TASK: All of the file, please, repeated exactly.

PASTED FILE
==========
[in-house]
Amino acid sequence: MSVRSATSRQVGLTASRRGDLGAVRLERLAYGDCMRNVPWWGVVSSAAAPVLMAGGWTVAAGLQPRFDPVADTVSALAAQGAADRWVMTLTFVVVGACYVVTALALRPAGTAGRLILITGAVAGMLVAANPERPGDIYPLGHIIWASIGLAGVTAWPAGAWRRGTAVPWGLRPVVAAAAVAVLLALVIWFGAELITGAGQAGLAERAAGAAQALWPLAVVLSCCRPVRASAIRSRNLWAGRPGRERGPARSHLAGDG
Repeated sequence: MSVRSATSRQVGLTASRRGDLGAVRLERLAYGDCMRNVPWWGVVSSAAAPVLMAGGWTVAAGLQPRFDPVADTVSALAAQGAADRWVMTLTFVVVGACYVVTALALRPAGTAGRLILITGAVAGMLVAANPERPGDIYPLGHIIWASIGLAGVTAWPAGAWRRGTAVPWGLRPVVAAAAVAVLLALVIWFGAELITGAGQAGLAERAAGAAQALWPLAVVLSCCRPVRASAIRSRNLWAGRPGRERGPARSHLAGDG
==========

[in-house]
Amino acid sequence: MSVRSATSRQVGLTASRRGDLGAVRLERLAYGDCMRNVPWWGVVSSAAAPVLMAGGWTVAAGLQPRFDPVADTVSALAAQGAADRWVMTLTFVVVGACYVVTALALRPAGTAGRLILITGAVAGMLVAANPERPGDIYPLGHIIWASIGLAGVTAWPAGAWRRGTAVPWGLRPVVAAAAVAVLLALVIWFGAELITGAGQAGLAERAAGAAQALWPLAVVLSCCRPVRASAIRSRNLWAGRPGRERGPARSHLAGDG
Repeated sequence: MSVRSATSRQVGLTASRRGDLGAVRLERLAYGDCMRNVPWWGVVSSAAAPVLMAGGWTVAAGLQPRFDPVADTVSALAAQGAADRWVMTLTFVVVGACYVVTALALRPAGTAGRLILITGAVAGMLVAANPERPGDIYPLGHIIWASIGLAGVTAWPAGAWRRGTAVPWGLRPVVAAAAVAVLLALVIWFGAELITGAGQAGLAERAAGAAQALWPLAVVLSCCRPVRASAIRSRNLWAGRPGRERGPARSHLAGDG